Adam Goldberg, Dan Byrd, Emily Vancamp and Richard Jenkins give touching performances in this touching story of a high school misfit's efforts to turn around the challenges in his life - and the unintended consequences of his acts. Directed by Jonathan Segal, it achieves an exquisite balance between tragic realities and the quirky resiliency to survive them, with humor and the thrill of first love thrown in for good measure.
5. Filmmakers panels 11:30 a.m. to 3:15 p.m. Saturday, Mei Court at Wailea Beach Marriott Resort.
Full disclosure: It's not just because this writer is moderating the first panel that these sessions come recommended. The three panels -"Love, Love, Love What's Going On?" "Can True Beauty Change the World?" and "Making Movies That Matter" - provide up-close-and-personal glimpses of filmmakers in action. Not only do the sessions illuminate the process of creating screen art, they also provide valuable glimpses of the passions behind the camera.
6. "happythankyoupleasemore" 8 p.m. Saturday, Celestial Cinema.
"How I Met Your Mother" TV star Josh Radnor makes an auspicious debut as writer, director and protagonist of this smart, touching offbeat look at various sorts of love in modern Manhattan. Like a young, attractive Woody Allen - only warmer, and without the whining - Radnor produces wry laughs and a sense of gratitude, in the audience as well as the characters on-screen. Radnor and co-star Malin Ackerman will be in attendance.
7. "Cherry" 10 p.m. Saturday, Celestial Cinema.
This bittersweet coming-of-age dramedy follows a smart 17-year-old to a prestigious university where he becomes involved with an "older woman" in one of his classes, and her 14-year-old daughter. Dancing on the edge of Oedipal impulses, it never makes a false step over the line. Kyle Gallner, Laura Allen and Britt Robertson star; Jeffrey Fine writes and directs.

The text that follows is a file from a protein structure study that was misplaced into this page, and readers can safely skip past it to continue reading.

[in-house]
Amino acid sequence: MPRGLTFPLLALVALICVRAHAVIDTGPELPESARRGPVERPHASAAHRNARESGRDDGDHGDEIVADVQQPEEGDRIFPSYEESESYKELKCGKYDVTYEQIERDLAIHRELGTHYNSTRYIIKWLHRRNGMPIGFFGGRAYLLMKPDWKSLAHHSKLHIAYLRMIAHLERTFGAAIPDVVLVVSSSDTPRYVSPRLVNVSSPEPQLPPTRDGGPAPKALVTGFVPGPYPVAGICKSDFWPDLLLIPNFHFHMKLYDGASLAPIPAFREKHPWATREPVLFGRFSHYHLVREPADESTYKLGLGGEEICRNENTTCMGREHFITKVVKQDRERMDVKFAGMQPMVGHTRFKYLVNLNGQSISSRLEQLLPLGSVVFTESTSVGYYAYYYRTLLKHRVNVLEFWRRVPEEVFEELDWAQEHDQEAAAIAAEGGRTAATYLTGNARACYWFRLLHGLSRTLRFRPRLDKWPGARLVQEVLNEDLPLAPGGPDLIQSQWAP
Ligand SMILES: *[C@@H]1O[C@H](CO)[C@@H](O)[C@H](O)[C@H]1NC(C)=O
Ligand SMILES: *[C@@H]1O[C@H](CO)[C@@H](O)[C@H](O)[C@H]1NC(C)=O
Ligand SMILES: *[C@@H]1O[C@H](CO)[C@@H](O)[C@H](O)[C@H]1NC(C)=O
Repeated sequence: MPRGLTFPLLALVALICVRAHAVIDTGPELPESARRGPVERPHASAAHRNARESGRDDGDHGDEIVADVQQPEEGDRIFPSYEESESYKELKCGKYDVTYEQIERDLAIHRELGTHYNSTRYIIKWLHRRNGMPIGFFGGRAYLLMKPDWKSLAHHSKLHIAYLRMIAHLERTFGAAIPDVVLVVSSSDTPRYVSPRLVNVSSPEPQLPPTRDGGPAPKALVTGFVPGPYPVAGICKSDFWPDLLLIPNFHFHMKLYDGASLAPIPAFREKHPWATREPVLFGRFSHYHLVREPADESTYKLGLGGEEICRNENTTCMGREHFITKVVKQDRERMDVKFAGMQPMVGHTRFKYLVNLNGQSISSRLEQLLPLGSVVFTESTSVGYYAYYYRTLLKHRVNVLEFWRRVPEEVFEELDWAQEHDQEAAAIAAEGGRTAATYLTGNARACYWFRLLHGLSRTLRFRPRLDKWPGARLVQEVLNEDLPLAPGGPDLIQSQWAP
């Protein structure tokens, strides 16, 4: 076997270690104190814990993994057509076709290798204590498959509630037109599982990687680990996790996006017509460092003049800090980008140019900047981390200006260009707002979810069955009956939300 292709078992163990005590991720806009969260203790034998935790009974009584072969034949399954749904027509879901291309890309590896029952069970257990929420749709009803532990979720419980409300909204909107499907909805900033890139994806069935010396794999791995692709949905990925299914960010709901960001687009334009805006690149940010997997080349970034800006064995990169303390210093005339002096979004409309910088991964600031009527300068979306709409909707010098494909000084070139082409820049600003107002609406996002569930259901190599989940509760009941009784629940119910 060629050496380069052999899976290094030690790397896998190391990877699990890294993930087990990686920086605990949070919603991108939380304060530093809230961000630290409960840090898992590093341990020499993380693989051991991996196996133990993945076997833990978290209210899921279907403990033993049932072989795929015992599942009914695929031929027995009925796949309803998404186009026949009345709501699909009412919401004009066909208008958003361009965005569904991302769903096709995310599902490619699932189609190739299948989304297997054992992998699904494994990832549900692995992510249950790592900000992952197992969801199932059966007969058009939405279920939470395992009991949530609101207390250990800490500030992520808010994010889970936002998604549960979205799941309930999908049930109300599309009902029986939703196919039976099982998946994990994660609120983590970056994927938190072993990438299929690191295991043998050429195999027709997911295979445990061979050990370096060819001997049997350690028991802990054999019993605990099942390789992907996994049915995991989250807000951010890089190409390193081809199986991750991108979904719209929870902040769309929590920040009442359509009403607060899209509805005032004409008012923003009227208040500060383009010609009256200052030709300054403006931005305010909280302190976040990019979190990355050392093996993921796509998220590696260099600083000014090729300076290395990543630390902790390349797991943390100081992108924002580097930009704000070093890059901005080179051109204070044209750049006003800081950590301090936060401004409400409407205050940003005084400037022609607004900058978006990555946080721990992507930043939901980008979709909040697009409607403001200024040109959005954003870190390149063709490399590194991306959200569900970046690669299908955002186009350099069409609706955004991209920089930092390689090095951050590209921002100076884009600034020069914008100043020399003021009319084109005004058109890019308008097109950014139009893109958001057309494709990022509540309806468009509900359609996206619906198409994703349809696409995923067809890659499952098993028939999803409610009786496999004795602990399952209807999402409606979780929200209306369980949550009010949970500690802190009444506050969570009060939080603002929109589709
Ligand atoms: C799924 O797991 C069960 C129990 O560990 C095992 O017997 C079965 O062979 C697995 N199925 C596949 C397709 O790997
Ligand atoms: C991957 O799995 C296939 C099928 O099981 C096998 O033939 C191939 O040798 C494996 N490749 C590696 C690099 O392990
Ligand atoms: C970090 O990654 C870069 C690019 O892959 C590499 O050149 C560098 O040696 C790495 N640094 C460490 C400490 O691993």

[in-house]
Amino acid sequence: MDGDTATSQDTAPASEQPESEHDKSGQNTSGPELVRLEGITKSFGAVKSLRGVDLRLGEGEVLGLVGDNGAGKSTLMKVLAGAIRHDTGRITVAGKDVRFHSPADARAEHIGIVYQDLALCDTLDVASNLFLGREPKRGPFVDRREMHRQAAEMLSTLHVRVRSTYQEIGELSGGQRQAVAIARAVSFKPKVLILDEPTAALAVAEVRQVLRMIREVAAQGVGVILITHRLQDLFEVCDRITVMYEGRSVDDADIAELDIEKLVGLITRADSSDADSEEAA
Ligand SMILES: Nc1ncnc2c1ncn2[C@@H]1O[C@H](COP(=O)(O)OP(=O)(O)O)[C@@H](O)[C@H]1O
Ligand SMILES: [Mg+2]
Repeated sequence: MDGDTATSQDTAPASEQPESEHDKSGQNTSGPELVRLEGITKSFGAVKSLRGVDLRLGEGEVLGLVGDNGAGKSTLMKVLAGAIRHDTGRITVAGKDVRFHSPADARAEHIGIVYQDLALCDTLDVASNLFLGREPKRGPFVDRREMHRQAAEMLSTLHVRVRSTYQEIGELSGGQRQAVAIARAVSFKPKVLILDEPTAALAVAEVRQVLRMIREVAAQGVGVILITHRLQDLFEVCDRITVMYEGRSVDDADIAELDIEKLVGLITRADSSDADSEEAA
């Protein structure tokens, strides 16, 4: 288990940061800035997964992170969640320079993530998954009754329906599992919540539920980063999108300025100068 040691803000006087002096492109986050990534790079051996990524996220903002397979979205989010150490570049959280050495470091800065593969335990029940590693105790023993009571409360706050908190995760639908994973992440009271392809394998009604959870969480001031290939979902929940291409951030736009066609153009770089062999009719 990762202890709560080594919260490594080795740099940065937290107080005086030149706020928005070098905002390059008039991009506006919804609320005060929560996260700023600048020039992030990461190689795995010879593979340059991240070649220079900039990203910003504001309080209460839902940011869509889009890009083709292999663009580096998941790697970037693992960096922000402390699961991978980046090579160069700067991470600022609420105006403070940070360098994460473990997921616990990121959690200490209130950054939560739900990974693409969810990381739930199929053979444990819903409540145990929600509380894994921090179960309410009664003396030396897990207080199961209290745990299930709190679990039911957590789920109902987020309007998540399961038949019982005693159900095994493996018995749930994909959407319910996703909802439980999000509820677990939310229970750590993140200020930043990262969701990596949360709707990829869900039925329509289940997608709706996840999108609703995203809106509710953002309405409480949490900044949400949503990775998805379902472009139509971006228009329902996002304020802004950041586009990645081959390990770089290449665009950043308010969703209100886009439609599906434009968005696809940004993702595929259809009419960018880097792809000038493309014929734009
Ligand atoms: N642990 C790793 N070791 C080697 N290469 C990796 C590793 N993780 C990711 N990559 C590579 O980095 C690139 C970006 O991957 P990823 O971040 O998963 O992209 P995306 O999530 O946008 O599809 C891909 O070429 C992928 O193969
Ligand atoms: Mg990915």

8. "442 - Live with Honor, Die with Dignity" 1:30 p.m. Sunday, Castle Theater.
The story of the "Go For Broke" 442nd Regimental Combat Team of Japanese-American soldiers is retold by filmmaker Junichi Suzuki. Although the story is well known in Hawaii, Suzuki, who moved to Los Angeles from Japan nine years ago, brings new light to this chapter in history, for Americans as well as Japanese. "I am not Japanese American and I am not a victim of war or racial discrimination, therefore I felt I could stand in a more neutral aspect and portray the difficulties of their lives from another point of view," says the fillmmaker.
9. "Boy" 8 p.m. Sunday, Celestial Cinema.
Imagine something between "Whale Rider," "The Karate Kid" and a wacky comedy and you'll catch the drift of this favorite at Sundance and the Berlin Film Festival. James Rolleston, 11, plays the scrappy Maori protagonist, conjuring in his imagination the things missing from his life. Topping the list is his desire to see Michael Jackson in concert. Oscar-nominated Taika Waititi directs.
10. Your choice
Maybe it's the way the movies segue into one another, forming "one big movie" teaching us about what it means to be human. Maybe it's the way the pastel twilight of dusk over the Celestial Cinema makes you realize what filmmakers are talking about when they speak of the "magic hour." The best movie at the Maui Film Festival is the one going on in your head, on screen and off, a collaborative effort by all involved.